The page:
By Tom Squitieri, Talk Media News
WASHINGTON — Just over a year ago, Washington, DC, could not wait to get Mark Esper into the E Ring office of the Defense Secretary, overlooking the Potomac River and the city’s glorious monuments.
The Pentagon had been adrift without leadership for more than seven months and a series of acting defense secretaries left the folks who hang photos in the hallways dizzy and Congress fretting.
Esper, who was Army secretary, received as expeditious a hearing and confirmation as possible to underscore the yearning for stability and structure. President Trump, Vice President Pence, and other luminaries came to the Pentagon for a full-fledged swearing-in ceremony.
Other than Sen. Elizabeth Warren — who questioned Esper’s background as a lobbyist for Raytheon and as a Washington insider — there were few naysayers.
A year later, Esper’s first anniversary at the Pentagon helm was marked with, among other things, the arrival of two 20-something emissaries from the White House prowling about the Pentagon, querying officials to determine their loyalty to President Trump. Esper’s goodwill on Capitol Hill had evaporated; many were suggesting he was dwarfed in the shadow of Secretary of State Mike Pompeo, his West Point classmate.
And he was again slammed by Warren.
What is left of conventional thinking in the nation’s capital is singing a September Song that believes Esper will be gone from his post after the November election — either by his choice or that of the White House.
That leaves at least one unanswered, increasingly looming question among those who foresee mayhem coming: what will Esper do if turmoil strikes the streets, the election becomes a battle, and the country is moving perilously toward the brink?
It has left Esper facing a likely Gordian knot as part of the Faustian bargain he made by becoming Defense Secretary.
“Ideally, you want someone there who is going to be a leader,” Daniel Davis, a retired Army colonel now with Defense Priorities, said. “I would have like to have seen more of a leadership role. But he never seemed interested in stepping out of Pompeo’s shadow. He seems comfortable in following.”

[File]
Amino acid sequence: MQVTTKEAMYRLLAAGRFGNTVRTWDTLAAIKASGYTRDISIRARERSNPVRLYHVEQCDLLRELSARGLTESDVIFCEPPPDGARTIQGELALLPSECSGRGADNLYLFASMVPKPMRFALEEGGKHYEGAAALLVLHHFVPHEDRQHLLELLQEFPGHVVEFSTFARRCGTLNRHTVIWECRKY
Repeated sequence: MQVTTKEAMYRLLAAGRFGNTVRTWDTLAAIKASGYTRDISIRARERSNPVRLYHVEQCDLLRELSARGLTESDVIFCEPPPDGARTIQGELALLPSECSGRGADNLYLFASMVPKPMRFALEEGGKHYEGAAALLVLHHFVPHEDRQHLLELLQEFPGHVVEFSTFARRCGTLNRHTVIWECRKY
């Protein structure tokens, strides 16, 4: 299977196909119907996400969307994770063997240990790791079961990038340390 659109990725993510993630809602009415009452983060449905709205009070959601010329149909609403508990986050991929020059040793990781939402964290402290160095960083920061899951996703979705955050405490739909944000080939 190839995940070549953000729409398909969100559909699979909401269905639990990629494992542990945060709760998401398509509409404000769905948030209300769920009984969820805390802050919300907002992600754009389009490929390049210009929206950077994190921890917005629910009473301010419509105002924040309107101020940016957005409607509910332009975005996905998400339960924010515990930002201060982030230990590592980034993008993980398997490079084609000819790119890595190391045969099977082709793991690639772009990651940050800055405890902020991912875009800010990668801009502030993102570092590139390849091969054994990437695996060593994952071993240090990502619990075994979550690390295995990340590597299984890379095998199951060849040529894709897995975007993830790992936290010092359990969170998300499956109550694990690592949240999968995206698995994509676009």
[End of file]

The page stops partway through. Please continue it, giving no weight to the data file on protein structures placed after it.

The chair of the Joint Chiefs of Staff, Gen. Mark Milley, has bellowed that the military will not get involved in any election calamity. He also said that the military would only follow lawful orders — deftly sidestepping the fact that any order issued by the president is considered lawful under military code.
That would leave it up to Esper if he felt taking a stand or action was imperative. Unlike Milley who plans to remain in his job, an on-the-way-out-the-door Esper should have the luxury to do what he thinks is best.
The most generous assessment of Esper comes from those feeling that he calmed the Pentagon ship, even if he did not get it sailing forward robustly.
“I think Esper has done pretty well in a very tough situation,” Mark Cancian, a retired Marine Corps colonel who once worked in the Pentagon and now is a senior adviser with the CSIS International Security Program, said.
“He has an erratic boss, a hyper-partisan political environment, and a global pandemic that has thoroughly disrupted the economy and society,” he said. “Nevertheless, he has been able to keep the department well-resourced and operating. Despite the pandemic, DOD has maintained US global commitments.”
Others are more critical, suggesting that Esper became a caretaker plugged in by Trump to be subservient to the White House directed tone for the Pentagon.
“They (Senate and House members) thought he was more ready to go,” Davis said. “We need more out of a secretary of defense.”
Esper actually did step out, in June, when the president was agitating to send armed active military forces into U.S. streets to confront demonstrators in the wake of George Floyd’s death.
Trump was on course to invoke the Insurrection Act, which clears the way for active troops to be used on U.S. soil against U.S. citizens. Esper and Milley opposed the decision and worked to keep Trump from taking that step.
Critically, Esper publicly stated he opposed invoking the act — doing so without informing the White House in advance of his press conference remarks. Some say it was Esper trying to recoup from remarks he made referring to U.S. streets as “battlespace” that forces have to “dominate” that drew a fusillade of criticism.